Cron and his companions ran to the window, there to halt in dismay as they faced three policemen who had crept up the iron stairway so quietly that they had not been heard. The four crooks were covered before they could reach for their guns.
"Hands up!" An officer ordered tersely, stepping through the window into the studio.
Cron and his confederates sullenly obeyed.
"What is the meaning of this outrage?" Cron asked with a show of indignation. "Do you realize who I am?"
"Maybe we'll be more sure of it after you've been finger-printed and mugged," the policeman retorted. "Keep your hands up."
"What's the charge against us?" Lynch questioned, with studied indifference, seating himself on the bed. It was not the first time he had ever been arrested. He frequently boasted that no jail would ever claim him.
"You're wanted on two counts," the policeman informed. "For theft of a pearl necklace belonging to Mrs. Dillon, and for stealing a valuable painting from the Gage Galleries."
"Anything else?" Cron inquired sarcastically.
"Yes, several other things, but I'll let the judge tell you about it."
"It takes evidence to make an arrest," Lynch said sneeringly. "Produce your proof."
"I'll introduce you to our star witness," the policeman retorted.
He crossed to the door and unlocked it. Penny Nichols and six policemen entered.
At sight of the girl the four crooks were taken aback. But they quickly covered their confusion.
"Can you identify these men?" Penny was asked.
"Yes, I can," she answered. "They are the ones who locked me in the closet and then set fire to the building."
"Set fire to the building?" Hoges echoed. "That's a lie."
"Shut up," Lynch growled.
"Here are the pictures which I saved as evidence," Penny continued, displaying the original Rembrandt and one of the copies.
"See here, this girl is stark crazy," Cron interposed. "I don't know where she obtained these pictures, but no one could be more delighted to have the Rembrandt recovered than myself. I am well connected at the museum and if you will only call the officials there they will assure you that this girl is making a most unjust accusation."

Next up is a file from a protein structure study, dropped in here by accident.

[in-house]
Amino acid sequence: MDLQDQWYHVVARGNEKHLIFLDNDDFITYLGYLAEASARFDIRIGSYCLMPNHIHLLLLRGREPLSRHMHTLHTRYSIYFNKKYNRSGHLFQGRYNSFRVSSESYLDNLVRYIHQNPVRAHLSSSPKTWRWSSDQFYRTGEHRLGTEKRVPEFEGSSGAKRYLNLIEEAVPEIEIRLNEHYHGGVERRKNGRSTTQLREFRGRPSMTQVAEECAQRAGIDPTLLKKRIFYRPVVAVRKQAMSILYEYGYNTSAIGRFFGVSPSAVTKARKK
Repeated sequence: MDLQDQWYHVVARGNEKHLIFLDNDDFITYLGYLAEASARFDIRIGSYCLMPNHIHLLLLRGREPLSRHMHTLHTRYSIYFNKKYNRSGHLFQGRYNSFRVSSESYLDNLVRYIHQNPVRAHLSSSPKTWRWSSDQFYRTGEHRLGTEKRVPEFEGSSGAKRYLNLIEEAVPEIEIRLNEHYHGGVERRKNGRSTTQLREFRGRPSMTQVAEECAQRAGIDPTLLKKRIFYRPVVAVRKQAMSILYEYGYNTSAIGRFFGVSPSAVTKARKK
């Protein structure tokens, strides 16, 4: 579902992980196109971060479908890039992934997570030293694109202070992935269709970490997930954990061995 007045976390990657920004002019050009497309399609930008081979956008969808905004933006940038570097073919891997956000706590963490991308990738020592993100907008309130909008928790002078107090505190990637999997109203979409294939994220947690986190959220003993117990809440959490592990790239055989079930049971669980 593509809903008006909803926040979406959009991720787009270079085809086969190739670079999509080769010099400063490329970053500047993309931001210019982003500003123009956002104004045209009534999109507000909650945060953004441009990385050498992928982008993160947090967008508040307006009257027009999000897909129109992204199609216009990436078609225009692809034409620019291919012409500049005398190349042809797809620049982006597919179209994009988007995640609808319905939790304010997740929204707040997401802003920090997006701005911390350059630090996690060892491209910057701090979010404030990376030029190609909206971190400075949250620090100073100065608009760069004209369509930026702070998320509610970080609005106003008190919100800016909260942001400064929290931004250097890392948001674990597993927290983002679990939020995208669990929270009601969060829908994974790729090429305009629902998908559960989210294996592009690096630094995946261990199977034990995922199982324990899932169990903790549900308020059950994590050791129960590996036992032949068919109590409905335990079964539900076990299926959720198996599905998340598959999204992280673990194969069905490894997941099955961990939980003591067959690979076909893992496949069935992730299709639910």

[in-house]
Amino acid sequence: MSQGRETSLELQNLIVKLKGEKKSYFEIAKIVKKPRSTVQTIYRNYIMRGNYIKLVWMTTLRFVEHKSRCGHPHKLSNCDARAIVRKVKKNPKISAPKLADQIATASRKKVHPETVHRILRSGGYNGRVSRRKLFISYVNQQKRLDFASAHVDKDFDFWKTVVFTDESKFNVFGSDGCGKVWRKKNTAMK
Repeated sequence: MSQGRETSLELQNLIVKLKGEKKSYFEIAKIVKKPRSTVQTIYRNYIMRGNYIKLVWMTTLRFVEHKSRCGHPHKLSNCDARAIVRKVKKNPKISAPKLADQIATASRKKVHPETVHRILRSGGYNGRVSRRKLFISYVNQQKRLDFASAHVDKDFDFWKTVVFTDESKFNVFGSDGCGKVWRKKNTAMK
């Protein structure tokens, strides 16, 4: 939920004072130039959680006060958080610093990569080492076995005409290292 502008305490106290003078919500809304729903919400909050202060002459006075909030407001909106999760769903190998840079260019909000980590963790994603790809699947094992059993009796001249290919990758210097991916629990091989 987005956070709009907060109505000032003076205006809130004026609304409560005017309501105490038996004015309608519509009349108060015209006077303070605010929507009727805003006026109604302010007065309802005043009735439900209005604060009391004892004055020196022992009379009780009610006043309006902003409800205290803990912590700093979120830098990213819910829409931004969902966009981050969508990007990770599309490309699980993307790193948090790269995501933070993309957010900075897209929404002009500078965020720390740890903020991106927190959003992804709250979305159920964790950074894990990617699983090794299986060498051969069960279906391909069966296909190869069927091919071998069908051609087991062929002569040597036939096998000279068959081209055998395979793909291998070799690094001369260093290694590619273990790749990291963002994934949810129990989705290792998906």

"You have pleasant companions," a policeman remarked, nodding in Lynch's direction.
The four men were lined up and searched. Only Cron was found to have a gun.
"You can't get me on that," he sneered. "I have a permit to carry a weapon."
The forty thousand dollars was brought to light.
"Quite a nice haul," a policeman commented, examining the roll of bills.
"You can't arrest a man for having money in his pocket," Lynch said harshly. "You don't find it marked do you?"
"The truth is, you have no case against us," Cron snapped. "It's only this silly girl's word against ours. No doubt she's been reading detective stories!"
"I can furnish an alibi for the entire day," Lynch added.
"Unless this ridiculous charge is dropped I warn you I'll sue for false arrest," Cron went on furiously.
The officers paid no heed to the talk, yet they knew that their case against the four was not water-tight. As Cron had said, it was a matter of Penny Nichols' testimony against the four. True, she had the Rembrandt as evidence, but it might be difficult to prove that the four men had been involved in the theft. They had painful recollections of other cases against Max Lynch which had dissolved like soap bubbles in a wind. The man had no equal at producing unexpected witnesses who for a sum of money would provide him with a complete alibi. His lawyer, employed at a yearly salary, was as clever as he was unscrupulous.
"Search the room," the police captain ordered. "The Dillon pearls must be here."
The men set about their task with system and thoroughness. They examined every inch of the mattress, they went through all of the clothing, even ripping out the linings of coats and jackets. The floor boards were tested to learn if any had been recently loosened.
"You'll not find the necklace here," Cron said harshly.
Penny watched the search with growing uneasiness. She had felt certain that the pearls would be found in the studio. The conversation she had overheard while tied in the closet had led her to believe that the necklace was in Cron's possession. It must be somewhere in the room.